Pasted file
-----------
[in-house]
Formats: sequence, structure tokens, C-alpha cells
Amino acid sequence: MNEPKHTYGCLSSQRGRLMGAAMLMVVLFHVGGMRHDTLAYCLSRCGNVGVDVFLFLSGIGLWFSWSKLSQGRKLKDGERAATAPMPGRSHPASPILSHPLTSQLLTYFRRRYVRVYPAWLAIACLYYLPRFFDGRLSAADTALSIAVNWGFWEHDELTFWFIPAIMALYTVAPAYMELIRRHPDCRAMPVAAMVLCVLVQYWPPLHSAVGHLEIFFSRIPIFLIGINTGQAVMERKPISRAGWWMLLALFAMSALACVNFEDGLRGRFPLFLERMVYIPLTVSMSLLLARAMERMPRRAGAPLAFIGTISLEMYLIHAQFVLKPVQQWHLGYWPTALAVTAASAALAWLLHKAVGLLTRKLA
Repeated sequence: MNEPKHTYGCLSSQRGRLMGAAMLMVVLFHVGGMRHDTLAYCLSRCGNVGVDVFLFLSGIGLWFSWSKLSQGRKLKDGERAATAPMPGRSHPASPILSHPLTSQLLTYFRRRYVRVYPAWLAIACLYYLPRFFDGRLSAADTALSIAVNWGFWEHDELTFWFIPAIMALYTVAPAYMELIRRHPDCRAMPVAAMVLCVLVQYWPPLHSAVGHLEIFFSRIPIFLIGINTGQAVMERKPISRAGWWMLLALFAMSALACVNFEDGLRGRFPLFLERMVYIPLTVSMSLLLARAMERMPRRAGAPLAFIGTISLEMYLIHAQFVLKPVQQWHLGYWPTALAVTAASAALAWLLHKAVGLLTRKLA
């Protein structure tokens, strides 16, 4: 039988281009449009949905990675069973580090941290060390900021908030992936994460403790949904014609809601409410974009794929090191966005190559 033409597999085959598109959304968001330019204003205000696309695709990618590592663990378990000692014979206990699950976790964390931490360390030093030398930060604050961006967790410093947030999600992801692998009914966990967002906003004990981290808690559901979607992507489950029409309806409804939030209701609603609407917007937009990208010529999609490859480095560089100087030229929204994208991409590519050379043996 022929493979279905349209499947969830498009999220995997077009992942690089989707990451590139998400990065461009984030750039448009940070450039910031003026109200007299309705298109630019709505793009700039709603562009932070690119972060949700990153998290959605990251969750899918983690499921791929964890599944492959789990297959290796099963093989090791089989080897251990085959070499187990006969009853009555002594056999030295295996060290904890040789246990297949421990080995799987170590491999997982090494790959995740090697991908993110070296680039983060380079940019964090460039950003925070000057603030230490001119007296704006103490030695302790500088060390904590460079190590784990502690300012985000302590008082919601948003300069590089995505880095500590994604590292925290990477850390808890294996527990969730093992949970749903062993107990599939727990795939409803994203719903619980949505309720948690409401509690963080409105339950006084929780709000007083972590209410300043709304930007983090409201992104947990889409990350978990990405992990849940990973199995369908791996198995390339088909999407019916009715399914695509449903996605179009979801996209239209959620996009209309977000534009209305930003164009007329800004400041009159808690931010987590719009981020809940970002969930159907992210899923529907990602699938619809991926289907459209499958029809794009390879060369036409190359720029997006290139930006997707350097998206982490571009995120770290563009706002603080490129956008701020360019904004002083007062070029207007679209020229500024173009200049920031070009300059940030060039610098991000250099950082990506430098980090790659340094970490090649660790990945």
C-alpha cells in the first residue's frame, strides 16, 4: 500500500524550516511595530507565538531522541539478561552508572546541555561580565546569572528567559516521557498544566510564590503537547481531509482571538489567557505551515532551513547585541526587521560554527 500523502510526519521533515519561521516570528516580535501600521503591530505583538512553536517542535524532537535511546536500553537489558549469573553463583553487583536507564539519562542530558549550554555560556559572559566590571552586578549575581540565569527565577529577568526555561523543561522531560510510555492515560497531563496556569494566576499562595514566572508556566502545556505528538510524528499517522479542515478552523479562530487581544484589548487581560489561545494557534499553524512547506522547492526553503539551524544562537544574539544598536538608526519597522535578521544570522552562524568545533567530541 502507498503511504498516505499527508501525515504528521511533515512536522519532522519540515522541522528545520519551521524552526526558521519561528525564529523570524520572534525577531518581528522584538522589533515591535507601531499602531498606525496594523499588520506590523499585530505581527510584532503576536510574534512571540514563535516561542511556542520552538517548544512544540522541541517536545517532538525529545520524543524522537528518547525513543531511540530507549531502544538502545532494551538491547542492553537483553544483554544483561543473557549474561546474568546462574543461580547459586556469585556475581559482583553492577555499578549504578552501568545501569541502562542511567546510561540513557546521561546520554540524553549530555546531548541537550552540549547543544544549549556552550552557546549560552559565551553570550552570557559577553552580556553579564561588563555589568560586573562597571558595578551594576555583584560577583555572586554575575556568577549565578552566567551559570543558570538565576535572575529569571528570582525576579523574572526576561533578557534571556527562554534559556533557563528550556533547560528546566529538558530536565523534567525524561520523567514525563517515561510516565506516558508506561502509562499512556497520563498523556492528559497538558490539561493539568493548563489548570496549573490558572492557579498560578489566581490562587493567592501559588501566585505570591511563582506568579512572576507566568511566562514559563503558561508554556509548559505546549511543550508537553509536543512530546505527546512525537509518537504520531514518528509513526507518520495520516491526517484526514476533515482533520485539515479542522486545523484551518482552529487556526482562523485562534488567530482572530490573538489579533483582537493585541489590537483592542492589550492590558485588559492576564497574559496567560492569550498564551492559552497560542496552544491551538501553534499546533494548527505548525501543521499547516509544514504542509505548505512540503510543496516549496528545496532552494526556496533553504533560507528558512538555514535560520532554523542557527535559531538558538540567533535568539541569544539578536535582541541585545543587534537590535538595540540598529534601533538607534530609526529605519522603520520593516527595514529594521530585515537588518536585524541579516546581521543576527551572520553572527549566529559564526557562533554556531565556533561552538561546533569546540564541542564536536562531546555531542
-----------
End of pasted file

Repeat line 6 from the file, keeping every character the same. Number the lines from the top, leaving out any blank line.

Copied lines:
C-alpha cells in the first residue's frame, strides 16, 4: 500500500524550516511595530507565538531522541539478561552508572546541555561580565546569572528567559516521557498544566510564590503537547481531509482571538489567557505551515532551513547585541526587521560554527 500523502510526519521533515519561521516570528516580535501600521503591530505583538512553536517542535524532537535511546536500553537489558549469573553463583553487583536507564539519562542530558549550554555560556559572559566590571552586578549575581540565569527565577529577568526555561523543561522531560510510555492515560497531563496556569494566576499562595514566572508556566502545556505528538510524528499517522479542515478552523479562530487581544484589548487581560489561545494557534499553524512547506522547492526553503539551524544562537544574539544598536538608526519597522535578521544570522552562524568545533567530541 502507498503511504498516505499527508501525515504528521511533515512536522519532522519540515522541522528545520519551521524552526526558521519561528525564529523570524520572534525577531518581528522584538522589533515591535507601531499602531498606525496594523499588520506590523499585530505581527510584532503576536510574534512571540514563535516561542511556542520552538517548544512544540522541541517536545517532538525529545520524543524522537528518547525513543531511540530507549531502544538502545532494551538491547542492553537483553544483554544483561543473557549474561546474568546462574543461580547459586556469585556475581559482583553492577555499578549504578552501568545501569541502562542511567546510561540513557546521561546520554540524553549530555546531548541537550552540549547543544544549549556552550552557546549560552559565551553570550552570557559577553552580556553579564561588563555589568560586573562597571558595578551594576555583584560577583555572586554575575556568577549565578552566567551559570543558570538565576535572575529569571528570582525576579523574572526576561533578557534571556527562554534559556533557563528550556533547560528546566529538558530536565523534567525524561520523567514525563517515561510516565506516558508506561502509562499512556497520563498523556492528559497538558490539561493539568493548563489548570496549573490558572492557579498560578489566581490562587493567592501559588501566585505570591511563582506568579512572576507566568511566562514559563503558561508554556509548559505546549511543550508537553509536543512530546505527546512525537509518537504520531514518528509513526507518520495520516491526517484526514476533515482533520485539515479542522486545523484551518482552529487556526482562523485562534488567530482572530490573538489579533483582537493585541489590537483592542492589550492590558485588559492576564497574559496567560492569550498564551492559552497560542496552544491551538501553534499546533494548527505548525501543521499547516509544514504542509505548505512540503510543496516549496528545496532552494526556496533553504533560507528558512538555514535560520532554523542557527535559531538558538540567533535568539541569544539578536535582541541585545543587534537590535538595540540598529534601533538607534530609526529605519522603520520593516527595514529594521530585515537588518536585524541579516546581521543576527551572520553572527549566529559564526557562533554556531565556533561552538561546533569546540564541542564536536562531546555531542